From: Martijn de Koning Date: January 30, 2003 I talked with my music teacher about the line that goes "And if you walk down Hollywood boulevard", according to the tabs presented here it starts with a D7 chord. However, listening to the record makes clear that the acoustic guitar and the piano do not play the same chords. The guitar plays a D7, but the piano plays an Am, while the bass plays a D. Playing it as one single chord, I think a D7/9 would sound like it does on record.
From: Robert Lafebre Date: June 18, 2005 I played guitar for 30 years and recently saw the video of the kinks doing celluloid heroes for the first time in my life I really loved it you see when they were famous I was into jazz Hammond b3 trios you know but they are doing the the chord in question is "C" because all you have to do is listen to the bass player he is playing "C" I dont care what the guy on acoustical guitar was doing since he wasn't even amplified it wouldn't matter if he hit D7th or C major and the lead guitar was doing so much stuff that it all actually blended with what ever they played c or D but even the keyboard player was playing a C sorry but thats the way it was I took out my acoustic and played along with them on the tv video I saw and it was C If everyone would have played D 7th It would have been a totally different sound not as pretty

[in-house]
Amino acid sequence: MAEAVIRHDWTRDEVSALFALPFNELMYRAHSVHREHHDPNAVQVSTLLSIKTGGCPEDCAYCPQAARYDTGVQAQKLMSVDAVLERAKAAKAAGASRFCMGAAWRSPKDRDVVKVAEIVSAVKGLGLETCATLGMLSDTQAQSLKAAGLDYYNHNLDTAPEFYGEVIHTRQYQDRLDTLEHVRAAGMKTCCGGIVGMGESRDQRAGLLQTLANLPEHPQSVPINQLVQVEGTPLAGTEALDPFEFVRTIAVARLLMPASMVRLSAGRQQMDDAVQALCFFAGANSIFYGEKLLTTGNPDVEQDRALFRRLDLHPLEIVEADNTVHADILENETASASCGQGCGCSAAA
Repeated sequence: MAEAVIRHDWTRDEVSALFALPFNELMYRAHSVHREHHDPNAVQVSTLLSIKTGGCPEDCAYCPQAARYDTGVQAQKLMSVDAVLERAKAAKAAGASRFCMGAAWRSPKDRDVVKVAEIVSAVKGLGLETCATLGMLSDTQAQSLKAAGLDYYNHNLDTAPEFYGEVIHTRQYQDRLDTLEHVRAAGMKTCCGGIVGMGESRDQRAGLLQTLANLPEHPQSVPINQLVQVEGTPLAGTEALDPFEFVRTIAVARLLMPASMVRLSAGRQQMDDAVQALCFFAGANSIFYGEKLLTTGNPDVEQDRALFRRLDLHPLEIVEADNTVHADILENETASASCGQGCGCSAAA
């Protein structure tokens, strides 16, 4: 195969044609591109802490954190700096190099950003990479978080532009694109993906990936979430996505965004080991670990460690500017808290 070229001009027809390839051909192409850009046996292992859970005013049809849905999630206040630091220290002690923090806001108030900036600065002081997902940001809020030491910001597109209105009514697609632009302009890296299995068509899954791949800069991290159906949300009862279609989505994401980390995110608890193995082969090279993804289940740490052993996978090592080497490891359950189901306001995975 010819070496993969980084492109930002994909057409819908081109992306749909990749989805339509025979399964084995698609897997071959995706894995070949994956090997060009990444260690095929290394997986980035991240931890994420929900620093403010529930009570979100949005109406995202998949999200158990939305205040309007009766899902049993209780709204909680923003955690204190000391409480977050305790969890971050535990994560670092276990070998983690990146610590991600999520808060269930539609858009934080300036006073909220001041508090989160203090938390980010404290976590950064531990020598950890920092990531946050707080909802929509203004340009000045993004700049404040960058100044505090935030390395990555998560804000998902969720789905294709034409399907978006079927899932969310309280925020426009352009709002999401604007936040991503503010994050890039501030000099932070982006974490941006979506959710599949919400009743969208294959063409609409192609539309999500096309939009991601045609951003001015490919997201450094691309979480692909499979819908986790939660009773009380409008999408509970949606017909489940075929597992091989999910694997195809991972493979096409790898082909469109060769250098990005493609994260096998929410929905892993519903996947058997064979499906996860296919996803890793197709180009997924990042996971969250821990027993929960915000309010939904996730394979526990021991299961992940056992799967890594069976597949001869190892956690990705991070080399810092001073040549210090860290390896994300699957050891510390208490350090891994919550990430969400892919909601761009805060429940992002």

From: Donald Damon Date: July 30, 2005 I have been playing this song since it was originally released. The change is to a "D7" not a "C". I have recorded it trying both ways, and the "C" does not fit, and changes the whole feel of the change. This just my two cents worth, play it the way that feels the most comfortable too you. Long live the music! Dastardly Donnie D.